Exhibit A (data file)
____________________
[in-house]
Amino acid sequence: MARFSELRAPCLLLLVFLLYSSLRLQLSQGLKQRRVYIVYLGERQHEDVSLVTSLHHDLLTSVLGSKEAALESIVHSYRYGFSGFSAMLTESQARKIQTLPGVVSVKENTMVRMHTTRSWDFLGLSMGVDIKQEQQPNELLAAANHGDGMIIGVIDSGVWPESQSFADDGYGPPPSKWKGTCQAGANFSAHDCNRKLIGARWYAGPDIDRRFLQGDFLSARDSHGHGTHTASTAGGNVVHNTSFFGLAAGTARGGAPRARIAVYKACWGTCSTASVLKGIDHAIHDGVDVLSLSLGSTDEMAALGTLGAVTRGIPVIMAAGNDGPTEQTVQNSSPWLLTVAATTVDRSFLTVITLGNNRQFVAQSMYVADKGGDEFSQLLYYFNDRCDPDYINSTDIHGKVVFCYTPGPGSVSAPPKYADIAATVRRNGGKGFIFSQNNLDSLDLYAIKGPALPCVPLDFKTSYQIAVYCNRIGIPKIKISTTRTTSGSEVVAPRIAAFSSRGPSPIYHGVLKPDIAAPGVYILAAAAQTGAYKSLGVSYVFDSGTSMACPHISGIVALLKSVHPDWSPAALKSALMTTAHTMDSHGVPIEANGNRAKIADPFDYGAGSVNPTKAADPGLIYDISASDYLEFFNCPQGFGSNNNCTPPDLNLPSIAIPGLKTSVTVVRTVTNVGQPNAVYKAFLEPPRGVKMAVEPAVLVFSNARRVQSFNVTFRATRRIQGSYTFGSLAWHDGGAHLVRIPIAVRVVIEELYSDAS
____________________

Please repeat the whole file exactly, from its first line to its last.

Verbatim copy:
[in-house]
Amino acid sequence: MARFSELRAPCLLLLVFLLYSSLRLQLSQGLKQRRVYIVYLGERQHEDVSLVTSLHHDLLTSVLGSKEAALESIVHSYRYGFSGFSAMLTESQARKIQTLPGVVSVKENTMVRMHTTRSWDFLGLSMGVDIKQEQQPNELLAAANHGDGMIIGVIDSGVWPESQSFADDGYGPPPSKWKGTCQAGANFSAHDCNRKLIGARWYAGPDIDRRFLQGDFLSARDSHGHGTHTASTAGGNVVHNTSFFGLAAGTARGGAPRARIAVYKACWGTCSTASVLKGIDHAIHDGVDVLSLSLGSTDEMAALGTLGAVTRGIPVIMAAGNDGPTEQTVQNSSPWLLTVAATTVDRSFLTVITLGNNRQFVAQSMYVADKGGDEFSQLLYYFNDRCDPDYINSTDIHGKVVFCYTPGPGSVSAPPKYADIAATVRRNGGKGFIFSQNNLDSLDLYAIKGPALPCVPLDFKTSYQIAVYCNRIGIPKIKISTTRTTSGSEVVAPRIAAFSSRGPSPIYHGVLKPDIAAPGVYILAAAAQTGAYKSLGVSYVFDSGTSMACPHISGIVALLKSVHPDWSPAALKSALMTTAHTMDSHGVPIEANGNRAKIADPFDYGAGSVNPTKAADPGLIYDISASDYLEFFNCPQGFGSNNNCTPPDLNLPSIAIPGLKTSVTVVRTVTNVGQPNAVYKAFLEPPRGVKMAVEPAVLVFSNARRVQSFNVTFRATRRIQGSYTFGSLAWHDGGAHLVRIPIAVRVVIEELYSDAS